Tampa Bay's Carl Crawford steals a home run from Colorado's Brad Hawpe to help the American League continue its dominance.
<Tom Gannam / AP
Carl Crawford's glove and a dominant bullpen helped save the American League's All-Star game streak.
ST. LOUIS - Carl Crawford's glove and a dominant bullpen helped save the American League's All-Star game streak.
Crawford, a Tampa Bay outfielder, pulled back a home run with a leaping grab an inning before Detroit's Curtis Granderson tripled and scored the tiebreaking run in the eighth, giving the AL a 4-3 victory last night over the National League at the new Busch Stadium.
The AL has won seven straight games since 2002's 7-7, 11-inning tie at Milwaukee and is 12-0-1 since its 1996 defeat at Philadelphia - the longest unbeaten streak in history. The AL has won all seven times the game has been used to determine home-field advantage for the World Series.
Not even President Obama's ceremonial first pitch helped the NL, which had been 4-0 previously when sitting presidents threw out the first offering. The NL scored all its runs in the second inning and 22 of its last 24 batters made out.
Starting with Florida shortstop Hanley Ramirez's groundout off Blue Jays starter Roy Halladay that ended the second, AL pitchers retired 18 consecutive batters before San Diego first baseman Adrian Gonzalez's two-out walk in the eighth against Minnesota's Joe Nathan. Los Angeles Dodger Orlando Hudson singled and, with pinch-hitter Ryan Howard of Philadelphia at the plate,
stole second before Howard struck out.
President Obama, sporting the colors of his hometown team, the Chicago White Sox, throws the ceremonial first pitch.
Nam Y. Huh / AP Enlarge
The New York Yankees' Mariano Rivera pitched a 1-2-3 ninth for his record fourth All-Star save, breaking a tie with Dennis Eckersley and giving him eight All-Star innings over eight appearances with no earned runs.
Baltimore's Adam Jones drove in Granderson with a sacrifice fly off loser Heath Bell of San Diego, helping the AL narrow its deficit against the senior circuit to 40-38-2. With four straight one-run victories, the AL matched the All-Star record for consecutive one-run games, set when the NL won from 1965-68.
For the AL, pitching and defense was the key in the first All-Star game without a home run since 1999 at Boston's Fenway Park.
Crawford, the MVP, jumped at the 8-foot left-field wall and snared Colorado outfielder Brad Hawpe's leadoff drive in the seventh off Boston closer Jonathan Papelbon, which would have been a tiebreaking home run.
"Wow, what a catch," Papelbon said on the mound.
Halladay, the Chicago White Sox' Mark Buehrle, Kansas City's Zack Greinke, Detroit's Edwin Jackson, Seattle's Felix Hernandez, Papelbon and Nathan came two outs shy of the All-Star record for consecutive outs, set by the NL in 1968.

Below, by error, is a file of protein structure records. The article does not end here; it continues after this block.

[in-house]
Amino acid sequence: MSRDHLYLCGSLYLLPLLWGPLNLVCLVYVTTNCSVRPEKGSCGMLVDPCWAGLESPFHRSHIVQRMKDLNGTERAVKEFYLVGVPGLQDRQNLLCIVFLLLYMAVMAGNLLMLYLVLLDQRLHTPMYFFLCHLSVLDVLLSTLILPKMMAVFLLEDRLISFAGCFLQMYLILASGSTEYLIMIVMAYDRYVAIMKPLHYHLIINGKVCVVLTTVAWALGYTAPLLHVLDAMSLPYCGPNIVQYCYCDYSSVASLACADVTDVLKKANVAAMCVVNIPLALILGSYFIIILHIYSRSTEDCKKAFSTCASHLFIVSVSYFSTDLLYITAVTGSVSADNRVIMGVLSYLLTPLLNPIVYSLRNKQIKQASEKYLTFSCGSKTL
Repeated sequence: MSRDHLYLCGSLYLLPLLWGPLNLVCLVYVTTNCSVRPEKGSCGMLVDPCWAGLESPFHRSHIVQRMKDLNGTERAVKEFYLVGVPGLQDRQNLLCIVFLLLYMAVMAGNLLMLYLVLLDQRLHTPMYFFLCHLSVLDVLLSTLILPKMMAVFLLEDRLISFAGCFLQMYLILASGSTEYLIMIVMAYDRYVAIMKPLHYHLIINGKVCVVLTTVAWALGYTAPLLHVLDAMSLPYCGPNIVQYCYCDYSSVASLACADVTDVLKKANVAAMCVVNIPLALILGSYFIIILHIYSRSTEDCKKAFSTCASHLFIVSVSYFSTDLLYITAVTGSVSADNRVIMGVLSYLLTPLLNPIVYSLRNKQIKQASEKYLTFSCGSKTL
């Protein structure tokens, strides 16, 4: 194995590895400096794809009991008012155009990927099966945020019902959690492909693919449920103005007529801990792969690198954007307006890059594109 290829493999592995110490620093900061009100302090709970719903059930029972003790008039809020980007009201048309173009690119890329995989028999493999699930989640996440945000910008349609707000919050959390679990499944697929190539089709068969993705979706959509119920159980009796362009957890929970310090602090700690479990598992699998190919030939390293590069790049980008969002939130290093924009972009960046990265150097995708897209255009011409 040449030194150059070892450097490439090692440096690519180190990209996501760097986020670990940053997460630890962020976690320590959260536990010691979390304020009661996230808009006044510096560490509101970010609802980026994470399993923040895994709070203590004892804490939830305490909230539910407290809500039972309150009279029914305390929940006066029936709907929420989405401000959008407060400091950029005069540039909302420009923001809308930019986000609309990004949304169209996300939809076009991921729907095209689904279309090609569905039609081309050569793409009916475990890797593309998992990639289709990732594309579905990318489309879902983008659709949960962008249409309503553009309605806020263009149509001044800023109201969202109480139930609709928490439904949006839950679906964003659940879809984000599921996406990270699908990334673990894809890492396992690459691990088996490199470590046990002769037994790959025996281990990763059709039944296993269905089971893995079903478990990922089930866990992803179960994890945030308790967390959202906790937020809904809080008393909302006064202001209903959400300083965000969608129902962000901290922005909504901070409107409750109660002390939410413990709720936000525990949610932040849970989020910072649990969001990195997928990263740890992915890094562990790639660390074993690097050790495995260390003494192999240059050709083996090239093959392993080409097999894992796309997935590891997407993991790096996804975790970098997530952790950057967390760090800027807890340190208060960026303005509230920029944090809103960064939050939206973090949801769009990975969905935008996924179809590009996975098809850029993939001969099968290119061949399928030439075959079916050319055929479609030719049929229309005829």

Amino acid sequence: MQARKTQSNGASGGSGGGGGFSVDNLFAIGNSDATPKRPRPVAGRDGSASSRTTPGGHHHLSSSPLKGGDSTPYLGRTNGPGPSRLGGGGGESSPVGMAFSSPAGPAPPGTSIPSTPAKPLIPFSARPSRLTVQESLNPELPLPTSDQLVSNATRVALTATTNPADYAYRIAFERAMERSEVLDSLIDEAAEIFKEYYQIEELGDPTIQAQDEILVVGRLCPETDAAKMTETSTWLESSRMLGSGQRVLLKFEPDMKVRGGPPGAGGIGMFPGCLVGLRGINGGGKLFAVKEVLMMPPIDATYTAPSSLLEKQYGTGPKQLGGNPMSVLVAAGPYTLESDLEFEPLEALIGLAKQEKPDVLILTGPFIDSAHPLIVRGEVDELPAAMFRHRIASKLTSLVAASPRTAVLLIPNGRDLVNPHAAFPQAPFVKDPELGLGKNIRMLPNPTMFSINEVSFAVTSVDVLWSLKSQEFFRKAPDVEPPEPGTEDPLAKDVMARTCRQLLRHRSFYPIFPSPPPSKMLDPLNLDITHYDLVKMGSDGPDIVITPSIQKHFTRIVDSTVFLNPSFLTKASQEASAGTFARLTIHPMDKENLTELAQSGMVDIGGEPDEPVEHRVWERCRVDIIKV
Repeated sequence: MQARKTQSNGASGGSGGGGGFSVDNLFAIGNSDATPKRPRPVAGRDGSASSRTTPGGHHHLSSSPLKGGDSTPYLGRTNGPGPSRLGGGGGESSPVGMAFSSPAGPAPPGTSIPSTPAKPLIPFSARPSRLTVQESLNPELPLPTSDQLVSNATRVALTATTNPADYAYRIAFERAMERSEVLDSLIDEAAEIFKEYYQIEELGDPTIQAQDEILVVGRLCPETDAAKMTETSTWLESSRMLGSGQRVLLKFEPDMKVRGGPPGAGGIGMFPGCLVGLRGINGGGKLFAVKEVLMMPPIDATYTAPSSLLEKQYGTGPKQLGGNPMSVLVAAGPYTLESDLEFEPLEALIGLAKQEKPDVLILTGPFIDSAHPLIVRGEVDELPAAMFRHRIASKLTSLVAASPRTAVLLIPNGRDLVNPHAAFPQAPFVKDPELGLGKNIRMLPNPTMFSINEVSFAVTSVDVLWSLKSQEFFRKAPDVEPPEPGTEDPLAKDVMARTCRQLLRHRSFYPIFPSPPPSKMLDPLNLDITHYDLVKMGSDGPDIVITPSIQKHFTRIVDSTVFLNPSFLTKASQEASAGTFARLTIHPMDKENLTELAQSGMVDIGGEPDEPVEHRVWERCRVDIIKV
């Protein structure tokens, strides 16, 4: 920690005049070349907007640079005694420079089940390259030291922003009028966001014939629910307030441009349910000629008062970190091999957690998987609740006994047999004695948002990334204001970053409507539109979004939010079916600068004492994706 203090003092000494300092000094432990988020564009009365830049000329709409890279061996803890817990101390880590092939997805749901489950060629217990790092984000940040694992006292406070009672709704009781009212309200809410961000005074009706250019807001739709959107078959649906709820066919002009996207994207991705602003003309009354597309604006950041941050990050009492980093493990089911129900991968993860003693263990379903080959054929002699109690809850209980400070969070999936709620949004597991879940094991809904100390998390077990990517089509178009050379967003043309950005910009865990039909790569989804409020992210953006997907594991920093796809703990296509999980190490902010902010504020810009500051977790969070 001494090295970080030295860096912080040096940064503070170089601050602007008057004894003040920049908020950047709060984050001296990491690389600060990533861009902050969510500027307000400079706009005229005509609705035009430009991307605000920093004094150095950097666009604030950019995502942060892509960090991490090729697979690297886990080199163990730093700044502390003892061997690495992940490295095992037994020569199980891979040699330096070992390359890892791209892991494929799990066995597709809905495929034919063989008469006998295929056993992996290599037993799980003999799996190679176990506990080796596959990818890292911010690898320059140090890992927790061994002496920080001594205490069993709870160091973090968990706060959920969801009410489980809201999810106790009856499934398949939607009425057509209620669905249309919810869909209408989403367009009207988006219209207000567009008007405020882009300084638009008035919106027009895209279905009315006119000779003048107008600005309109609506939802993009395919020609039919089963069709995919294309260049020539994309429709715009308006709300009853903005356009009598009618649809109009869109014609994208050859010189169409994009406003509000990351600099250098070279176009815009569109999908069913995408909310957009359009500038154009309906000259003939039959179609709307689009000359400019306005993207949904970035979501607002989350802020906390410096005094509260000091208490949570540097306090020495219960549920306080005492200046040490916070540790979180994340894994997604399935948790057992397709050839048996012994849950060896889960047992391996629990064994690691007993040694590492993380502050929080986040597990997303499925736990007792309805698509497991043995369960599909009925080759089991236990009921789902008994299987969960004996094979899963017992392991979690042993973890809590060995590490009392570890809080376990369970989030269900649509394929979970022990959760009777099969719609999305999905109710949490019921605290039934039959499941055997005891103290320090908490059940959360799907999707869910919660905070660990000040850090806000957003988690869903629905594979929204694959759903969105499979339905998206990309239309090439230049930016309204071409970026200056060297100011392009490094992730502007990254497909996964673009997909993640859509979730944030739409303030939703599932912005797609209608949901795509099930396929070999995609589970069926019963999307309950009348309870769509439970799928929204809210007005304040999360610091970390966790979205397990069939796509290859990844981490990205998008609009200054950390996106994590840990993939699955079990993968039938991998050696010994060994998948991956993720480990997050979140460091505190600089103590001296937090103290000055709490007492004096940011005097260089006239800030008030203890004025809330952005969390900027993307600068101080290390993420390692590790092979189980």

Granderson sparked the offense with a one-out triple in the eighth off the bottom of the left-field wall. The drive went over Justin Upton, normally a right fielder for Arizona, who took a bit of a circuitous route. Bell intentionally walked Cleveland's Victor Martinez, and Jones followed with a fly to deep right.
Philadelphia's Jayson Werth also had a great grab for the NL, running down Minnesota first baseman Justin Morneau's drive to deep left-center off Francisco Rodriguez of the New York Mets to end the ninth.
Given a 40-second ovation before the game by adoring red-clad Cardinals fans in the sellout crowd of 46,760, St. Louis' Albert Pujols went 0 for 3 in six innings, made an error at first base in a two-run first and also had some nice defensive plays.
He made diving stops on Jeter and New York Yankee first baseman Mark Teixeira in the fifth, throwing out Seattle's Ichiro Suzuki at second from his knees after Jeter's grounder.
Eight Anheuser-Busch Clydesdales paraded around the warning track, beginning a nearly hourlong pregame ceremony that culminated in the introduction of Cardinals Hall of Famer Stan Musial, followed by President Obama.
Wearing sneakers, jeans and a jacket of his home state White Sox, Obama was greeted by cheers mixed with a few boos as he came out of the first-base dugout, shook hands with the 88-year-old Musial and went to the mound. The lanky president stood on the pitching rubber and threw left-handed from a windup.
Obama became the fourth president to throw out the ceremonial first pitch at an All-Star game,
following John F. Kennedy (1962 first game), Richard Nixon (1970) and Gerald Ford (1976 and 1978). All those games were won by the NL.
With the All-Star game back in St. Louis for the first time since the NL won 2-1 in 10 innings across the street at old Busch Stadium in 1966, the AL broke on top 2-0 in the first against San Francisco's Tim Lincecum with the help of an error by Pujols.
Suzuki singled, Jeter was hit on an arm with a pitch and Teixeira hit a one-out bouncer that bounced above the first baseman's glove and off him. Jeter came around from second on the error, and Texas' Josh Hamilton hit a two-out RBI grounder.